Dogon Granary Door
- Tribe: Dogon
- Origin: Mali
- Approx Age: Mid - later 19th Century
- Materials: Wood, iron fixings
- Dimensions cm: 54 tall (peg to peg) x 41 wide
- Ref. Number: 0358
A fantastic and very old Dogon granary door collected by Jean-François Maurel in 1958. J.F.Maurel was a famous archivist and palaeographer of Africa early 20th Century but sadly died March 18, 2015. This is just one of many beautiful items he had collected over his years in Africa. This is a stunning and old piece of art, its estimation is dating back to 18- 19th Century. It is very weathered and worn and a stress crack has been repaired and made stable by iron bindings / nails.
The granary door lock (called ta koguru) is carved with a couple of nommo figures. These symbolize a strong magic and spiritual force. This force is then, according to beliefs’ animists of Dogon, imparted to the door lock. In the Dogon myth of the creation of the Earth, the amma god bore a being figure known as nommo (the nommo anagonno, symbolized by a fish). This nommo gave birth to four couples of nommo, considered as the eight ancestors of the mankind (unum) and the four elements.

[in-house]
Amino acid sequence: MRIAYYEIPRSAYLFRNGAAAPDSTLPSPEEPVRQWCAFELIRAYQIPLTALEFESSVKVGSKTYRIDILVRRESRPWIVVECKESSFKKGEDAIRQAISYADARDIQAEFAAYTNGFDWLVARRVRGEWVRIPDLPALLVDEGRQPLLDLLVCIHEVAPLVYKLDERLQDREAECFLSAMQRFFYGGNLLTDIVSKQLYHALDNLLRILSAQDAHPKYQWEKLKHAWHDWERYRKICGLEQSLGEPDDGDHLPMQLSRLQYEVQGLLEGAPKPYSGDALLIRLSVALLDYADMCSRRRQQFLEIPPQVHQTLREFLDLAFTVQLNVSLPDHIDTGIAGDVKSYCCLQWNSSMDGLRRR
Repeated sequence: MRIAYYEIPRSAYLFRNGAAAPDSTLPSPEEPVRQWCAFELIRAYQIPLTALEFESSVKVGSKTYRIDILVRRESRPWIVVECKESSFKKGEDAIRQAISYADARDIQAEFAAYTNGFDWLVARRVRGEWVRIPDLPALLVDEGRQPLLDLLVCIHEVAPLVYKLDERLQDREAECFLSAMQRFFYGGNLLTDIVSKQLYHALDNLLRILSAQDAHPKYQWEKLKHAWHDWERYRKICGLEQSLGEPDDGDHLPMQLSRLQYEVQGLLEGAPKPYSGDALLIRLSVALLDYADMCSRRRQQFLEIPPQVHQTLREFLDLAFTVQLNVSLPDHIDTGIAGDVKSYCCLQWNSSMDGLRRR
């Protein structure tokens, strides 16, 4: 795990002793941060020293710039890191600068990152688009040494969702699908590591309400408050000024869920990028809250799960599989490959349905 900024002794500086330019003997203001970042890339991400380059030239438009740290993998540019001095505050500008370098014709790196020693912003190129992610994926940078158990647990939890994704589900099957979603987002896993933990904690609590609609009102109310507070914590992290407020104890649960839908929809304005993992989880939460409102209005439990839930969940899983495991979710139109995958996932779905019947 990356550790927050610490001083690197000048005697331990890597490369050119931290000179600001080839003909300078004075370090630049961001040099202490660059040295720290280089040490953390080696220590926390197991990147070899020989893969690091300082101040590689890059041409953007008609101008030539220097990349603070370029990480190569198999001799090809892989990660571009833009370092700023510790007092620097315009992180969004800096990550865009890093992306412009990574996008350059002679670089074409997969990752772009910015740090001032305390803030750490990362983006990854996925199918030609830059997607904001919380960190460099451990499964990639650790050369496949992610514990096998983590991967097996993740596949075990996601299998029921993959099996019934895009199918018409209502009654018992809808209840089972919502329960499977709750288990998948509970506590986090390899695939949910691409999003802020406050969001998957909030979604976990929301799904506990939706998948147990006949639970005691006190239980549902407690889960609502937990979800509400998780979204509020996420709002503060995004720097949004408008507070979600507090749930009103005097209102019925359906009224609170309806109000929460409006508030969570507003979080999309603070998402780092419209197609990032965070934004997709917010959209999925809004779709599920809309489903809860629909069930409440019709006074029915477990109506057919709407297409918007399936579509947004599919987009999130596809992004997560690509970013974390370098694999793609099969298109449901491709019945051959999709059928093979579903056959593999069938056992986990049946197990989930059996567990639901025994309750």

Each lock is given a name in accordance with its message, person, myth, or any anecdote referred to. Door locks were a prized gift for young brides, and passed down from generation to generation.
These small doors / shutters are placed midway up the granary wall. It provided access, throughout the year following harvests, to the goods stored inside (millet, sorghum, rice, corn). The Dogon granaries are narrow, four-sided or round, with a structure made of wood and covered with cob, and generally a thatch roof or a terrace roof (see pictures).
Archaeological evidence suggests men have lived on the cliffs for over 2,000 years. Cultures whose relics have been dated are the pygmy Toloy people in the 3rd to 2nd centuries BC, and later, between the 11th and 15th centuries, the Tellem who lived in caves cut into the cliffs where they left many artifacts still unearthed by local people. They were pushed out around 1490 by the Dogons from the south-west (or south-east) perhaps fleeing slave raids by Songhai, Fulani and Mossi tribesmen. They came in four clans, the Dyon, Ono, Arou and Domno and spread over the plateau, the escarpment and the plains of the Séno-Gondo, living on top of or at the foot of the cliffs. They divided into small village communities, each member having a village surname shared by every inhabitant. Dogon buildings are a unique architecture of sculptural mud-built huts, altars, distinctive tapering granaries for each sex, each with a pointed cap of thatch, and meeting houses (Diakite, 1988; Hollyman & van Beek, 2001).